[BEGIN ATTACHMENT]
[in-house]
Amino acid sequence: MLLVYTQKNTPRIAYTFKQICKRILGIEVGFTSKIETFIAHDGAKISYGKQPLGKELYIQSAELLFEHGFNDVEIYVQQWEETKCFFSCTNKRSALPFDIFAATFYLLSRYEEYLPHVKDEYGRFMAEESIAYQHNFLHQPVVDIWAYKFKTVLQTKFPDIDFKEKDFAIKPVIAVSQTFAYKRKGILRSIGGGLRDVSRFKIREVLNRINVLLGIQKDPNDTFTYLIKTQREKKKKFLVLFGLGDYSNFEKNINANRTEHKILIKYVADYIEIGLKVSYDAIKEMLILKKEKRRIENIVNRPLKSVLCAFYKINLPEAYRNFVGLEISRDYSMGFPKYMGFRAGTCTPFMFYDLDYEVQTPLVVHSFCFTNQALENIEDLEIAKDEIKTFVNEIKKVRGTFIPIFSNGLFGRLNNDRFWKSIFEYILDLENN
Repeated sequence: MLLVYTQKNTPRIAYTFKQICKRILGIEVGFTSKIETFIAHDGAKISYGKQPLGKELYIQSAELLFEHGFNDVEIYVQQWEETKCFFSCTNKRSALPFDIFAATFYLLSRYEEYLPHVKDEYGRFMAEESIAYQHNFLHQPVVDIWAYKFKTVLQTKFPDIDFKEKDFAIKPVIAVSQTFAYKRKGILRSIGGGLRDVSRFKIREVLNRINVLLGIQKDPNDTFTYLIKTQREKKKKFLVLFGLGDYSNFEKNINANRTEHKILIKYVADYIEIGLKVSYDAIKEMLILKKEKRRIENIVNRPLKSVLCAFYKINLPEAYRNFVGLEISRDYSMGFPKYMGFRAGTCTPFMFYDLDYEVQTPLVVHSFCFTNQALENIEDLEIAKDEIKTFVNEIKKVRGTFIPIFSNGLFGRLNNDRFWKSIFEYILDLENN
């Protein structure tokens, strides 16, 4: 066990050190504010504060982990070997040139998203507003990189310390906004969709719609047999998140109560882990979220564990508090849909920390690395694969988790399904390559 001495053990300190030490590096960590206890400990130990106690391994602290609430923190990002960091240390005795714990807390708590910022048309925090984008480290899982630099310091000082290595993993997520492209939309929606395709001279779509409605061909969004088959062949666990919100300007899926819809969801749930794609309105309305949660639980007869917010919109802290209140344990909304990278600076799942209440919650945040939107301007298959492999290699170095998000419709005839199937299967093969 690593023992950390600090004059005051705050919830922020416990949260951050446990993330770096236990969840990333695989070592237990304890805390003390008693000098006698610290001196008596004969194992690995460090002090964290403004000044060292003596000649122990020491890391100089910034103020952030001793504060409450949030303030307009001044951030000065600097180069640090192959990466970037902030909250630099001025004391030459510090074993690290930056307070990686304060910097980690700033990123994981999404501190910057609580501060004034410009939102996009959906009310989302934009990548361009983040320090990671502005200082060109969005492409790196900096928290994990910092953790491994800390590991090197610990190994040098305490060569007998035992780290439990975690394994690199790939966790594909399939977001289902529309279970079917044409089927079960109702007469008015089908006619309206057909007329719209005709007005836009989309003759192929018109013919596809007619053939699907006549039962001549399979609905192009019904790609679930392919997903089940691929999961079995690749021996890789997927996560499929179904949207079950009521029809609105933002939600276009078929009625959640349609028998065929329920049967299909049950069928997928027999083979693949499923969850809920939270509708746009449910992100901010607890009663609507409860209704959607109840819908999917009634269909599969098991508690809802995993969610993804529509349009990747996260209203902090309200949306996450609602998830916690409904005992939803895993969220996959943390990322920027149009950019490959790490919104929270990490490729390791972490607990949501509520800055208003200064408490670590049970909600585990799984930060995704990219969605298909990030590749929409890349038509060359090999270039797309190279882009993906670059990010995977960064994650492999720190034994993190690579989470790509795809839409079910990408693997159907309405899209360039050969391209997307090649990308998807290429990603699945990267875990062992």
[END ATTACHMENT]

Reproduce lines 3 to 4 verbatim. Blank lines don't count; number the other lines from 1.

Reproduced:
Repeated sequence: MLLVYTQKNTPRIAYTFKQICKRILGIEVGFTSKIETFIAHDGAKISYGKQPLGKELYIQSAELLFEHGFNDVEIYVQQWEETKCFFSCTNKRSALPFDIFAATFYLLSRYEEYLPHVKDEYGRFMAEESIAYQHNFLHQPVVDIWAYKFKTVLQTKFPDIDFKEKDFAIKPVIAVSQTFAYKRKGILRSIGGGLRDVSRFKIREVLNRINVLLGIQKDPNDTFTYLIKTQREKKKKFLVLFGLGDYSNFEKNINANRTEHKILIKYVADYIEIGLKVSYDAIKEMLILKKEKRRIENIVNRPLKSVLCAFYKINLPEAYRNFVGLEISRDYSMGFPKYMGFRAGTCTPFMFYDLDYEVQTPLVVHSFCFTNQALENIEDLEIAKDEIKTFVNEIKKVRGTFIPIFSNGLFGRLNNDRFWKSIFEYILDLENN
């Protein structure tokens, strides 16, 4: 066990050190504010504060982990070997040139998203507003990189310390906004969709719609047999998140109560882990979220564990508090849909920390690395694969988790399904390559 001495053990300190030490590096960590206890400990130990106690391994602290609430923190990002960091240390005795714990807390708590910022048309925090984008480290899982630099310091000082290595993993997520492209939309929606395709001279779509409605061909969004088959062949666990919100300007899926819809969801749930794609309105309305949660639980007869917010919109802290209140344990909304990278600076799942209440919650945040939107301007298959492999290699170095998000419709005839199937299967093969 690593023992950390600090004059005051705050919830922020416990949260951050446990993330770096236990969840990333695989070592237990304890805390003390008693000098006698610290001196008596004969194992690995460090002090964290403004000044060292003596000649122990020491890391100089910034103020952030001793504060409450949030303030307009001044951030000065600097180069640090192959990466970037902030909250630099001025004391030459510090074993690290930056307070990686304060910097980690700033990123994981999404501190910057609580501060004034410009939102996009959906009310989302934009990548361009983040320090990671502005200082060109969005492409790196900096928290994990910092953790491994800390590991090197610990190994040098305490060569007998035992780290439990975690394994690199790939966790594909399939977001289902529309279970079917044409089927079960109702007469008015089908006619309206057909007329719209005709007005836009989309003759192929018109013919596809007619053939699907006549039962001549399979609905192009019904790609679930392919997903089940691929999961079995690749021996890789997927996560499929179904949207079950009521029809609105933002939600276009078929009625959640349609028998065929329920049967299909049950069928997928027999083979693949499923969850809920939270509708746009449910992100901010607890009663609507409860209704959607109840819908999917009634269909599969098991508690809802995993969610993804529509349009990747996260209203902090309200949306996450609602998830916690409904005992939803895993969220996959943390990322920027149009950019490959790490919104929270990490490729390791972490607990949501509520800055208003200064408490670590049970909600585990799984930060995704990219969605298909990030590749929409890349038509060359090999270039797309190279882009993906670059990010995977960064994650492999720190034994993190690579989470790509795809839409079910990408693997159907309405899209360039050969391209997307090649990308998807290429990603699945990267875990062992």